Is breast reduction considered plastic surgery?
I am planning to have breast reduction surgery in February when I am off for a week from teaching. I have had really bad back pain my entire adult life and finally said enough is enough, so I am going to go to a surgeon to be evaluated and hopefully get the procedure done. If I am doing this for health reasons is it considered plastic surgery?
Each insurance company has its own guidelines for deciding what is and isn’t covered. Most women deemed eligible for breast reduction have neck, back and/or shoulder pain, or chronic rashes beneath the breasts. Another symptom that may be considered is numbness of the hands, but only if there is accompanying neck, back and/or shoulder pain. Shoulder grooves stemming from pressure on the bra straps from large breasts also require consideration.
Another very important factor insurance companies take into account is the quantity of breast tissue that needs to be removed. The amount of tissue, as with other factors, varies depending on the insurance company. Some carriers insist that patients first try physical therapy or undergo a back exam to rule out other potential causes.
Unfortunately, insurance companies seem to go out of their way to avoid paying for breast reduction surgery. This is unfortunate because even minor breast reductions alleviate symptoms like back pain, shoulder pain and certain types of headache.
Beware: some insurance companies insist that a certain amount of tissue must be removed. Unfortunately, some patients go along with this, with no clue that they’ll be disheartened with the results (extremely small breasts). If your carrier demands this, don’t be afraid to push back.
If your insurance company denies you coverage for breast reduction, another possible option is to approach the plastic surgery department at a teaching hospital. If a plastic surgery resident performs the procedure, you may receive a breast reduction at a minimal cost.
Jonathan Heistein has 5 Breast Reduction before & afters:
Each insurance plan has its own criteria for coverage of breast reduction. Over the past few years the number of plans covering this surgical procedure appears to have decreased. Even when covered, some insurance plans establish a minimum quantity of breast tissue that must be removed in order to qualify for breast reduction. Some carriers peg the amount to your body mass index (BMI) while others demand extensive documentation of physical discomfort, such as back pain, neck pain or rashes caused by overly large breasts. The only way to know for sure is to check with your health insurance company.
Breast reduction may be considered plastic surgery depending on the insurance carrier, the gravity of your symptoms, and other factors. Coverage varies significantly depending on the insurance company and policy. Therefore it’s very important to check the fine print in your policy to see if breast reduction is considered a medical necessity in your case.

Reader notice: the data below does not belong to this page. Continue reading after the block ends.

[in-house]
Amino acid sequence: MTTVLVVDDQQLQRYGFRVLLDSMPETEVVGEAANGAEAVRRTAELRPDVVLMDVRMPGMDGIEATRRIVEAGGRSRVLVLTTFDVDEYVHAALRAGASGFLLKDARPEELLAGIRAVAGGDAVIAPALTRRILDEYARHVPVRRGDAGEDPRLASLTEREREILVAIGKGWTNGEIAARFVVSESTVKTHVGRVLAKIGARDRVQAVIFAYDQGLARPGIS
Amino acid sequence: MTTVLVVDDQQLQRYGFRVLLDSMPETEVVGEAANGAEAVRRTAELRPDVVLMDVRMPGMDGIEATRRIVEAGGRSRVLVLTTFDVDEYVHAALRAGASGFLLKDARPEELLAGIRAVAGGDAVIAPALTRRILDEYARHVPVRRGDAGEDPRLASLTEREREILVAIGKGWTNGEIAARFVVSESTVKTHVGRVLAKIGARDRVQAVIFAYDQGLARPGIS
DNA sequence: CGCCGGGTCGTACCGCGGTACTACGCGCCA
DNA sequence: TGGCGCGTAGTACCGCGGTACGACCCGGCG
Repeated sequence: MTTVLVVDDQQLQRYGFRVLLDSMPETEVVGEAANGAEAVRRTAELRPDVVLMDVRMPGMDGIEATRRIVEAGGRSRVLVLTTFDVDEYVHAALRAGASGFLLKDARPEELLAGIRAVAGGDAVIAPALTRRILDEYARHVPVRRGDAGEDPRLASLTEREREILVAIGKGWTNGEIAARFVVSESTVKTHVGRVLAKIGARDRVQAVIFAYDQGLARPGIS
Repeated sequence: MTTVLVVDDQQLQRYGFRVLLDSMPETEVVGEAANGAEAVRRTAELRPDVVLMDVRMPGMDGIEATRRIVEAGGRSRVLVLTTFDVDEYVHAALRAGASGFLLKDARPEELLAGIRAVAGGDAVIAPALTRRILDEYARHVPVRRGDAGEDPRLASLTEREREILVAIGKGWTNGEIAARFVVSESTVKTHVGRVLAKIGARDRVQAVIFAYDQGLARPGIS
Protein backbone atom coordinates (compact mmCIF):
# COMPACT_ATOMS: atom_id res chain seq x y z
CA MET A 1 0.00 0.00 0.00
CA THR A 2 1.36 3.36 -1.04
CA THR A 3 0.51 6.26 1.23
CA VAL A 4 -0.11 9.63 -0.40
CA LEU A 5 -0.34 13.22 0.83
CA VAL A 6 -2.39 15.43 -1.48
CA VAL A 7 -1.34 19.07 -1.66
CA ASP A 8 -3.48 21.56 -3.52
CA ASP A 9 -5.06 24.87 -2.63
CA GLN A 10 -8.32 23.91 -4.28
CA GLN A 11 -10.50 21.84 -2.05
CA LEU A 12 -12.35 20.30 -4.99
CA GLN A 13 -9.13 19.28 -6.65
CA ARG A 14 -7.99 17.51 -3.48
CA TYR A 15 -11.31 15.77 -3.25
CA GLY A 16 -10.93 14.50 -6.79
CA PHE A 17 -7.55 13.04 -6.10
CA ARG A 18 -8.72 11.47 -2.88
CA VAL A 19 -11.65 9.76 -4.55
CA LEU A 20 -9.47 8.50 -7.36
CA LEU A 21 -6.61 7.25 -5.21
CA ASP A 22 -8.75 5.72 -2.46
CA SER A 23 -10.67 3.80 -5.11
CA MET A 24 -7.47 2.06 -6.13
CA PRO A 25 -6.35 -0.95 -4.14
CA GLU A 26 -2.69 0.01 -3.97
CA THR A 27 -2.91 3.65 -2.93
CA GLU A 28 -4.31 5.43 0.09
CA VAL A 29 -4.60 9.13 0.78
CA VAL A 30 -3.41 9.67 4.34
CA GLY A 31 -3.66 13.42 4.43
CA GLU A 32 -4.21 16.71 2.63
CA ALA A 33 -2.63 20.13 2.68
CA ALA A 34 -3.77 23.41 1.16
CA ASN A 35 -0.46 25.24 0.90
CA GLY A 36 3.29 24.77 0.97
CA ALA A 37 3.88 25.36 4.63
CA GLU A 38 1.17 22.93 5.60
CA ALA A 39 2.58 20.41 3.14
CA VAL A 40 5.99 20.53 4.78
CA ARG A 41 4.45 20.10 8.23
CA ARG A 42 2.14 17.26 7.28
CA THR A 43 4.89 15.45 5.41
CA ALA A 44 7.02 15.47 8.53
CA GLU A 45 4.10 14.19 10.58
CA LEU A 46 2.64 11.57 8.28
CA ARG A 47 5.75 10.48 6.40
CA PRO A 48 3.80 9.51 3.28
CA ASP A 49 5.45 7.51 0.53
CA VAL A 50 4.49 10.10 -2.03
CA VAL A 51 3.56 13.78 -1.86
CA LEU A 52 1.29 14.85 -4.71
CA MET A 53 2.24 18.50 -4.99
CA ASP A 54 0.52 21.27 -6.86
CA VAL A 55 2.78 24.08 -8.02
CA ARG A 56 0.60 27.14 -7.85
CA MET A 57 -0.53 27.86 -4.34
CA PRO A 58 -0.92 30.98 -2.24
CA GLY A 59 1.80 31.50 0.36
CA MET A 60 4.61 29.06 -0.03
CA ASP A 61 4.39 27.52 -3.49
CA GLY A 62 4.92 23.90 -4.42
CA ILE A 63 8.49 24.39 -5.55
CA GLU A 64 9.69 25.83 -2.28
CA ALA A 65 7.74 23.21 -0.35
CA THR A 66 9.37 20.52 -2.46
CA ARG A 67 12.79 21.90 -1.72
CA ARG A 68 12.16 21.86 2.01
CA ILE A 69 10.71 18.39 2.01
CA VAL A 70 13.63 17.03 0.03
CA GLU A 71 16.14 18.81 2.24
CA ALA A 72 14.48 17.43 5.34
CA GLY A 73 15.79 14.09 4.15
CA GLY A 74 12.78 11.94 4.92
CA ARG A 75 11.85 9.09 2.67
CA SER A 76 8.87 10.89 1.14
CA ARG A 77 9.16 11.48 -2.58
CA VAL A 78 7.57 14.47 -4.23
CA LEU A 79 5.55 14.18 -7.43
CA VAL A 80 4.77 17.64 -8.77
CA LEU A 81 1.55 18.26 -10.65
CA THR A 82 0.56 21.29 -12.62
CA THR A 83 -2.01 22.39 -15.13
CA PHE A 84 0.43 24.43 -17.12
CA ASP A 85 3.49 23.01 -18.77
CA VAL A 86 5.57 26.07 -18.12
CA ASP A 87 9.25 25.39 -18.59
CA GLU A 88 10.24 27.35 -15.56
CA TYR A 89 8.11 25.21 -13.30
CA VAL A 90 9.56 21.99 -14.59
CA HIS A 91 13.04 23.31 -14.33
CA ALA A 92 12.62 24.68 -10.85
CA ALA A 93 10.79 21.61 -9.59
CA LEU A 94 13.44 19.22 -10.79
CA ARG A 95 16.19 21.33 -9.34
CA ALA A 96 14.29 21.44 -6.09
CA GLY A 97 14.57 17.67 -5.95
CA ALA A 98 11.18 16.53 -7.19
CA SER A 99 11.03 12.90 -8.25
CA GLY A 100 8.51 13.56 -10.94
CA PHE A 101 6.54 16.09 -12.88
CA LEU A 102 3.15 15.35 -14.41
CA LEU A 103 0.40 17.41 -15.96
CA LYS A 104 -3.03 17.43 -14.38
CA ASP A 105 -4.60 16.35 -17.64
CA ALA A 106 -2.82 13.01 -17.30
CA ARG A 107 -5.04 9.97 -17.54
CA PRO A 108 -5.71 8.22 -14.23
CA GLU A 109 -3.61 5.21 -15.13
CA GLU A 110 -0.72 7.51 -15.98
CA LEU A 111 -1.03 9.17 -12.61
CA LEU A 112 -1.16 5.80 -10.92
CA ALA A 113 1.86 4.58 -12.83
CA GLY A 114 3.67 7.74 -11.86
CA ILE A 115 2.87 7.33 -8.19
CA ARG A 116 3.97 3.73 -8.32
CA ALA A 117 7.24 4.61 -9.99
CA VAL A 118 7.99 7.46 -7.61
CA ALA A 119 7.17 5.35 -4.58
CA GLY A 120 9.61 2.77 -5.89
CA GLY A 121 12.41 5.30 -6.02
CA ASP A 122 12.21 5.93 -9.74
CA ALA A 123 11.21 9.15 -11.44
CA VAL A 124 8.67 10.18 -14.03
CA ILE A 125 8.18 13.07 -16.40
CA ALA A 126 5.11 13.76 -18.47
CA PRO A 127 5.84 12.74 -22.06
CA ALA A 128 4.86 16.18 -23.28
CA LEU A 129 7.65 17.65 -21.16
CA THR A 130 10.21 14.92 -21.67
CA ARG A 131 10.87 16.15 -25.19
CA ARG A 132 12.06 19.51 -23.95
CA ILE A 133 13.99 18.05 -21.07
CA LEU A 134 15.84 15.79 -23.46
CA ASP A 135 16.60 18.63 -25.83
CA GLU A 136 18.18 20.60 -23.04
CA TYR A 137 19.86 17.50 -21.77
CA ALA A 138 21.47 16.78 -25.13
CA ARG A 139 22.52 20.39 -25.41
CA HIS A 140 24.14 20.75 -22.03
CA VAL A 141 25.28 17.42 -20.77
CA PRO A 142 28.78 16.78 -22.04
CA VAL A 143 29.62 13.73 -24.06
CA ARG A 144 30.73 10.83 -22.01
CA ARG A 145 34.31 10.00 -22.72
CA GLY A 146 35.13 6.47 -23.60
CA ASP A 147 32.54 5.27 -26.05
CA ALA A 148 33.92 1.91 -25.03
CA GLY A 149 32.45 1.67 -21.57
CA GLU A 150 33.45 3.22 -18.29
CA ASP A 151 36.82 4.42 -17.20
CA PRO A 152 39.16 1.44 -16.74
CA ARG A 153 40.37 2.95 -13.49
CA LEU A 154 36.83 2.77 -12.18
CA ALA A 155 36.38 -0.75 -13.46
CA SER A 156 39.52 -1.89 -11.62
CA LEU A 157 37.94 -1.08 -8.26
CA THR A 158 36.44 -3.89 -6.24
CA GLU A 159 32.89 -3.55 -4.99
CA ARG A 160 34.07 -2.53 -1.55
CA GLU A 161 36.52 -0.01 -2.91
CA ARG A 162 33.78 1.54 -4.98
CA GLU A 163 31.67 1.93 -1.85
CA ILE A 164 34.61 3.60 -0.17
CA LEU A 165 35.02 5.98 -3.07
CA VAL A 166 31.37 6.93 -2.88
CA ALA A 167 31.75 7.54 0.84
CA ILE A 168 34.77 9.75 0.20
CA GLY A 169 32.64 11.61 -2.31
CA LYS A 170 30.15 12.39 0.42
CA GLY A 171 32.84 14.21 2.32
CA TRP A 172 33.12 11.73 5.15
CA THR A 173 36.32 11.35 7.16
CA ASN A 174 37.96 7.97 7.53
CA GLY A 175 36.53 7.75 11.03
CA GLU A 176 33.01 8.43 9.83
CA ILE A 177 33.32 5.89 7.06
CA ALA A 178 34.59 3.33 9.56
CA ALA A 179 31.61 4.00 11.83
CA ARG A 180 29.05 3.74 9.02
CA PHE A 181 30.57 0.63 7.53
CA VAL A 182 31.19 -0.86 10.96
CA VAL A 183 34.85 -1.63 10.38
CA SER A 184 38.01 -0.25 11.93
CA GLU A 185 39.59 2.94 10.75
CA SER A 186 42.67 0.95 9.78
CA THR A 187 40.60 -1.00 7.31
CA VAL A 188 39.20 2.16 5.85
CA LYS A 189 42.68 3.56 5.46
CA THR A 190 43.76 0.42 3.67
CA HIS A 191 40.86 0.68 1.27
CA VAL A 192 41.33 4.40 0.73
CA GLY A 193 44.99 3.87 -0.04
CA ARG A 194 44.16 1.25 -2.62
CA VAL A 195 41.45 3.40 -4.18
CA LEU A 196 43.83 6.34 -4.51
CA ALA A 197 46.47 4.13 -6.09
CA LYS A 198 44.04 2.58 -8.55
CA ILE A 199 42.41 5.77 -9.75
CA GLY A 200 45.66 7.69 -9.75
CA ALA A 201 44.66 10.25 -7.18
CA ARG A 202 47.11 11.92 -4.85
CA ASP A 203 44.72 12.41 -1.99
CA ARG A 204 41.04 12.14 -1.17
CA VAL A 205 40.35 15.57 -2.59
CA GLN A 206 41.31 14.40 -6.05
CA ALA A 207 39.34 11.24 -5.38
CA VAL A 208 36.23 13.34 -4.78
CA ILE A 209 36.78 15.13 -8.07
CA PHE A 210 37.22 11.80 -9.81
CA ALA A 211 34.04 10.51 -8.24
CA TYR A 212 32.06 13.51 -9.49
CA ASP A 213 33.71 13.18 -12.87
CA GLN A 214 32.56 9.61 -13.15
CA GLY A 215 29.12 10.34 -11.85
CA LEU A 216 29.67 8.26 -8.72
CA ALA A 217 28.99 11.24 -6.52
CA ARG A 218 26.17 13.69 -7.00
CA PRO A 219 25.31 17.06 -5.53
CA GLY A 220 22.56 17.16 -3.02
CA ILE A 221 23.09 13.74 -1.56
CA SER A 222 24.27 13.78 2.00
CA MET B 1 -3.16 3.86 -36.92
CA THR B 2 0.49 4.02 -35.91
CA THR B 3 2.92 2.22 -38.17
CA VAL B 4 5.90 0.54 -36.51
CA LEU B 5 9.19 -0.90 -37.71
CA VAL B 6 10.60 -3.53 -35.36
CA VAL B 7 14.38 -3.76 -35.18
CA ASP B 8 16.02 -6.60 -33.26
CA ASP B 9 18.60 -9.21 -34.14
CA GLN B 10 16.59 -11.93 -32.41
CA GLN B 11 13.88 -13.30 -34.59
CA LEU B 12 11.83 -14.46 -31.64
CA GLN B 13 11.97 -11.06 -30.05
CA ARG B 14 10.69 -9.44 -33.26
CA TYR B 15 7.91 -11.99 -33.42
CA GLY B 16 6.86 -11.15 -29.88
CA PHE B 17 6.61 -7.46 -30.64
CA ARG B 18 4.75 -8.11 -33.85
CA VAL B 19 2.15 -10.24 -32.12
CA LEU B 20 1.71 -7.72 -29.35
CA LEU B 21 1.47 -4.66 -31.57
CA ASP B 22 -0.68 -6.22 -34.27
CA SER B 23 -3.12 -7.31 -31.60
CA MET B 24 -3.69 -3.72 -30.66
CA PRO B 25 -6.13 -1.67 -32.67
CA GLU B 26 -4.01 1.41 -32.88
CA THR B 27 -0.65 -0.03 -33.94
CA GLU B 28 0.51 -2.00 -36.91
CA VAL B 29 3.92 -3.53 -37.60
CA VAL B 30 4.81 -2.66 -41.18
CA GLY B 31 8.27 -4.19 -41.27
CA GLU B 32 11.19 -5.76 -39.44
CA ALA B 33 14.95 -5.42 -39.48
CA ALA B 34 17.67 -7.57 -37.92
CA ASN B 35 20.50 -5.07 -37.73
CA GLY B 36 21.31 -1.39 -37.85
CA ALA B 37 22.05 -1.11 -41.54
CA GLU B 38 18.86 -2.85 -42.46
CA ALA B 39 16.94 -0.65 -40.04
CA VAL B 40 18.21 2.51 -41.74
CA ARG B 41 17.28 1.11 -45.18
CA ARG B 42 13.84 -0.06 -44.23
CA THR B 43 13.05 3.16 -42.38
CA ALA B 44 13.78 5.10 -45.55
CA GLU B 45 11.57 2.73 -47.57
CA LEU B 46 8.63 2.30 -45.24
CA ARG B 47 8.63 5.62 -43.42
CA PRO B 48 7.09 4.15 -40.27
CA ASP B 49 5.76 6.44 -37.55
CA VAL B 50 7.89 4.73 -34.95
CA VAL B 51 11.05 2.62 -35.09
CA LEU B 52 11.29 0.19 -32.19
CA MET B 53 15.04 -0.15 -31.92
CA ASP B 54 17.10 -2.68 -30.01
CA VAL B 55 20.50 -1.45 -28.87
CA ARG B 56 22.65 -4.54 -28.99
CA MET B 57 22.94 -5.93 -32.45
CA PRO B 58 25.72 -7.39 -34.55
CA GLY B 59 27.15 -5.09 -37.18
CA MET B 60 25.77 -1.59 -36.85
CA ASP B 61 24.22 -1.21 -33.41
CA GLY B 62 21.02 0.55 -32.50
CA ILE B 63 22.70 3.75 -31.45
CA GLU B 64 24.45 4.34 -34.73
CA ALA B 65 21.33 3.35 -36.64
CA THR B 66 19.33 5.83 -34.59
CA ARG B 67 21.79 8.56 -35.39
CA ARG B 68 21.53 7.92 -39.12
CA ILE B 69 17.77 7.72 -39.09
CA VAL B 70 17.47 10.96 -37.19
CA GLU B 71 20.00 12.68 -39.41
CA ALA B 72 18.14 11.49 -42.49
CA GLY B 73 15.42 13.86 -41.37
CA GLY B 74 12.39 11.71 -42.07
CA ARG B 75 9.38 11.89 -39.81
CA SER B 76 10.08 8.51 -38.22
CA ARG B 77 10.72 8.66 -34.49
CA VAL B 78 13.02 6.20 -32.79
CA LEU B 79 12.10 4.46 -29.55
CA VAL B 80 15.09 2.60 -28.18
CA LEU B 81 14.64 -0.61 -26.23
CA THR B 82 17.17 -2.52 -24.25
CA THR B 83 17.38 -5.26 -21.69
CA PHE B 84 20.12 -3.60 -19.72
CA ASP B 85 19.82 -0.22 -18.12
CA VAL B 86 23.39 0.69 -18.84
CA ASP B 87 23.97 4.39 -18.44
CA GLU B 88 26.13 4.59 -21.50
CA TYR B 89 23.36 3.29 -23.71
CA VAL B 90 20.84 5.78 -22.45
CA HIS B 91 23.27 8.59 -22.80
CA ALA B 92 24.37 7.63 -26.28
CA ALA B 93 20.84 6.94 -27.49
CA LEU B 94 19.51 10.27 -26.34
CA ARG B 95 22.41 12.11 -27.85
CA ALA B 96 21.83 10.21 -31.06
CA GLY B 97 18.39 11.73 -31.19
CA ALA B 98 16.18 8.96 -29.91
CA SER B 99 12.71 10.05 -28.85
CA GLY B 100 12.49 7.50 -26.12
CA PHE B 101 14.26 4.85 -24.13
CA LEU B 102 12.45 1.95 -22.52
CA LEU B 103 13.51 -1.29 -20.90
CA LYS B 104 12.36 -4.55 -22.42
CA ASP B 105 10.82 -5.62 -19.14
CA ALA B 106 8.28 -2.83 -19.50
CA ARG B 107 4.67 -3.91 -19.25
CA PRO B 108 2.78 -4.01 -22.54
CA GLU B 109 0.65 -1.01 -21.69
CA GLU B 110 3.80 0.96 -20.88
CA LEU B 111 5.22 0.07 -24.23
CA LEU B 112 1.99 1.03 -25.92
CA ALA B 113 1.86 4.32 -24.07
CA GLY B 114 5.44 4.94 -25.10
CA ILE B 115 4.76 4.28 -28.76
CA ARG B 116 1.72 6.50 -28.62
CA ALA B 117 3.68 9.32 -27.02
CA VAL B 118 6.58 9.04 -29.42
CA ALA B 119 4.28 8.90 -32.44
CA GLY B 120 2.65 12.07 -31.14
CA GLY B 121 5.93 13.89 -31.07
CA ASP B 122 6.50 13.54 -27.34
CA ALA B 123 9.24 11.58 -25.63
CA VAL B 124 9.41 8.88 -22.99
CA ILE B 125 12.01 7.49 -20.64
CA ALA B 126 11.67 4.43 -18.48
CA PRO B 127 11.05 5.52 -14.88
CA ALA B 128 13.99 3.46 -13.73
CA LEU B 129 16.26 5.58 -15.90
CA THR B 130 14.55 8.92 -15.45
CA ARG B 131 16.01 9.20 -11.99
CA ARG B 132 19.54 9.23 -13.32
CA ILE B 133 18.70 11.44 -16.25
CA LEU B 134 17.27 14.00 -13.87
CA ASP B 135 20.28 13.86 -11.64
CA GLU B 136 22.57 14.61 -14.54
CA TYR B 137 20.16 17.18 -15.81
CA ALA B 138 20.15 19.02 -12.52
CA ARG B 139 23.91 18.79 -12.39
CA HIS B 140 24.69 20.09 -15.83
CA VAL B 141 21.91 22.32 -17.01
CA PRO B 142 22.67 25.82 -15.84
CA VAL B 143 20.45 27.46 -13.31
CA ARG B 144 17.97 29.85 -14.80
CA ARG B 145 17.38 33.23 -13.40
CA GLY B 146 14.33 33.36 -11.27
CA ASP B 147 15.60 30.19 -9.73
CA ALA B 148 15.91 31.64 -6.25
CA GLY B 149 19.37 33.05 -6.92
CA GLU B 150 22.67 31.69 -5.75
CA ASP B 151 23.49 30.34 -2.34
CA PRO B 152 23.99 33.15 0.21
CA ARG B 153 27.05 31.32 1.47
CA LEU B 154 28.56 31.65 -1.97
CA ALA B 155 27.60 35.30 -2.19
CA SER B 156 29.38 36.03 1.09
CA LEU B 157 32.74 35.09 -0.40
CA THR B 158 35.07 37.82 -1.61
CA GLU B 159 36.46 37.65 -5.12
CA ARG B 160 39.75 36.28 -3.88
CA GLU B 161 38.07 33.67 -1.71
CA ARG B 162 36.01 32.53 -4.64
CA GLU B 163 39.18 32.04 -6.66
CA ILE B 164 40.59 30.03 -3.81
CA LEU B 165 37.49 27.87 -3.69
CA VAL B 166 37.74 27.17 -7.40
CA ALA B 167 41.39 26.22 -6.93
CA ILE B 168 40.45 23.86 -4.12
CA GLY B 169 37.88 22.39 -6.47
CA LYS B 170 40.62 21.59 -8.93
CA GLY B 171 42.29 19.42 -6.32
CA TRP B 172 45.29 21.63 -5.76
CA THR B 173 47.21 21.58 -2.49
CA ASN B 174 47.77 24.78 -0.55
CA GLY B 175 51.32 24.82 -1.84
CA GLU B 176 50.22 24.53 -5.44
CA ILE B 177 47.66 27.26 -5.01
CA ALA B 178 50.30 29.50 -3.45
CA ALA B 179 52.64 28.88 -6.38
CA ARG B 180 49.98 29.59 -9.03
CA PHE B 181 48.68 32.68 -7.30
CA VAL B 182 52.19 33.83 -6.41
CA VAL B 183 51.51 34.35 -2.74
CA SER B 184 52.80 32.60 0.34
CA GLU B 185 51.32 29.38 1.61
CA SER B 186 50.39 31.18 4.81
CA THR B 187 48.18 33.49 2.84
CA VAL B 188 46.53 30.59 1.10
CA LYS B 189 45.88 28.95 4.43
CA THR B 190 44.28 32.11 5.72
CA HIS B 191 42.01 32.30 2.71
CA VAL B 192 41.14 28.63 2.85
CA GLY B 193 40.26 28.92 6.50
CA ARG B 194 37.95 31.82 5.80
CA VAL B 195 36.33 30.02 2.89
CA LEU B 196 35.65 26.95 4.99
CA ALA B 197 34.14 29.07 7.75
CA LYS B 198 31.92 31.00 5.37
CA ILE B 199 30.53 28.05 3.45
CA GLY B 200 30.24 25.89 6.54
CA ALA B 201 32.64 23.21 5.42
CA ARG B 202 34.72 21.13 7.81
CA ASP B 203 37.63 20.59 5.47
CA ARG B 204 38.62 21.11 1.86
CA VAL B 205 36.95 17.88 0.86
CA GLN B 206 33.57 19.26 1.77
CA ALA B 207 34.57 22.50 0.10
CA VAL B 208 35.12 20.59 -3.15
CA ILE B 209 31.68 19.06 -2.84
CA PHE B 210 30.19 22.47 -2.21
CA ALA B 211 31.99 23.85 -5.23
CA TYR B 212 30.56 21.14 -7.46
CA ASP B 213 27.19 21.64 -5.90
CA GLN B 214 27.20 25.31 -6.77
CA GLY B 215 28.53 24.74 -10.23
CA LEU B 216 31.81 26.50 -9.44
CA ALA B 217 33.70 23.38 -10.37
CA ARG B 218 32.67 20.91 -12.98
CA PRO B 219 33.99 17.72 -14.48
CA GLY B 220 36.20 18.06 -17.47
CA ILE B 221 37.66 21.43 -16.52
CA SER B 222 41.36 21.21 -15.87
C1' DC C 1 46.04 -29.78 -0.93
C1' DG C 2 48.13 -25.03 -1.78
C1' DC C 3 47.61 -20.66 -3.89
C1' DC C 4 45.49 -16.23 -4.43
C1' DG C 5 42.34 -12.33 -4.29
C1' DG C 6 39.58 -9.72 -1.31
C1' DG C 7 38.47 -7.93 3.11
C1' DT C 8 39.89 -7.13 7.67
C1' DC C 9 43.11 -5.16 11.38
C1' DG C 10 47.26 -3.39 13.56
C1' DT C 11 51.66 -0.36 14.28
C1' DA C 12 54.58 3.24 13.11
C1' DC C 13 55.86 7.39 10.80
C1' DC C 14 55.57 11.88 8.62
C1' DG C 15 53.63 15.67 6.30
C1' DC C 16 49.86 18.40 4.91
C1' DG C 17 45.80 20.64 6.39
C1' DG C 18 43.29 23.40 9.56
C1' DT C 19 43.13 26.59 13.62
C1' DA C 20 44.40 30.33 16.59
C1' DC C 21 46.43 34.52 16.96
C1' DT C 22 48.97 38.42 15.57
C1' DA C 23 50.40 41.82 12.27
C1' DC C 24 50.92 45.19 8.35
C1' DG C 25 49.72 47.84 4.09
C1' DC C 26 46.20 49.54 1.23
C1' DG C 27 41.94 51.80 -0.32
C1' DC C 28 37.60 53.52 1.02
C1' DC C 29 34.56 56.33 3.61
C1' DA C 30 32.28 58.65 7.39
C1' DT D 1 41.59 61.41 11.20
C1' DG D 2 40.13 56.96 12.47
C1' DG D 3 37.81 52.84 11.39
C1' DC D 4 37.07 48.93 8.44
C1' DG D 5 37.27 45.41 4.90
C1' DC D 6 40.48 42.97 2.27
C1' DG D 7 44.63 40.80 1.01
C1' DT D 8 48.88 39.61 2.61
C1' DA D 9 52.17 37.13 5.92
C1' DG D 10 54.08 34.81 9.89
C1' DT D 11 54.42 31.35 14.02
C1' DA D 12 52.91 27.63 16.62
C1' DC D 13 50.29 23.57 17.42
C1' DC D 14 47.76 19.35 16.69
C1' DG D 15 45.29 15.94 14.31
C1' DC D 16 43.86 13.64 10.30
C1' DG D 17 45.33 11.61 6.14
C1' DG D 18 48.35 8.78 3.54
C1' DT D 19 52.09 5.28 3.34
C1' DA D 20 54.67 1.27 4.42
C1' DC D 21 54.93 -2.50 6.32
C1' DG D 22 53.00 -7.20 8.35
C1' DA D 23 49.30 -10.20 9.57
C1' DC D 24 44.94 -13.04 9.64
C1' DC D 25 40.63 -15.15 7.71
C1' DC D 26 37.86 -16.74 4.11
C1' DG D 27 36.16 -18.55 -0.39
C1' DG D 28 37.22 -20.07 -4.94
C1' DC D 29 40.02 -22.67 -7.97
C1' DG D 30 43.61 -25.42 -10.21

Insurance companies focus on several factors when deciding whether you are a good candidate for breast reduction surgery. One of the most important is the volume of fat and breast tissue that needs to be extracted. Many carriers consider a woman eligible if her excess breast tissue weighs at least 500 grams on each side, but some require a kilo or more. In rare cases, 350 grams may be considered enough excess to warrant insurance coverage.
Another thing insurance companies consider is physical symptoms, including neck, back and shoulder issues, rashes beneath the breasts, and any other issues that interfere the carrying out of everyday activities.
Documentation from a physical therapist or orthopedic surgeon can be helpful towards proving to your insurance company the veracity of your physical problems. Other helpful documentation may include receipts for bras that prevent shoulder-grooving and/or creams to treat rashes. Usually, breast reduction surgery helps with these issues, but there are no guarantees. If your back pain is the result of some other issue, such as a herniated spinal disc, breast surgery will do little to alleviate the problem. Your insurance company will probably want to make sure other medical conditions aren’t responsible for your back pain before deciding if the procedure is medically necessary.
Sometimes plastic surgery can have both medical and cosmetic benefits, and breast reduction is one of the best examples of this. But the aesthetic benefit should not have any bearing on your insurance carrier’s decision, so long as the procedure is medically necessary. Consequently, it is important that you provide the insurance company with as much documentation as you can.
Christine Blaine has 1 Breast Reduction before & after:
When you say" is breast reduction plastic surgery"\?' you really mean to ask if it is cosmetic surgery. The scope of plastic surgery includes many areas including reconstructive, hand, burn and congenital surgery in addition to cosmetic surgery. Breast reduction if associated with medical problems such as back and neck pain can often be covered by health insurance. You should consult with a Board Certified PS with lots of experience performing breast reduction. good luck1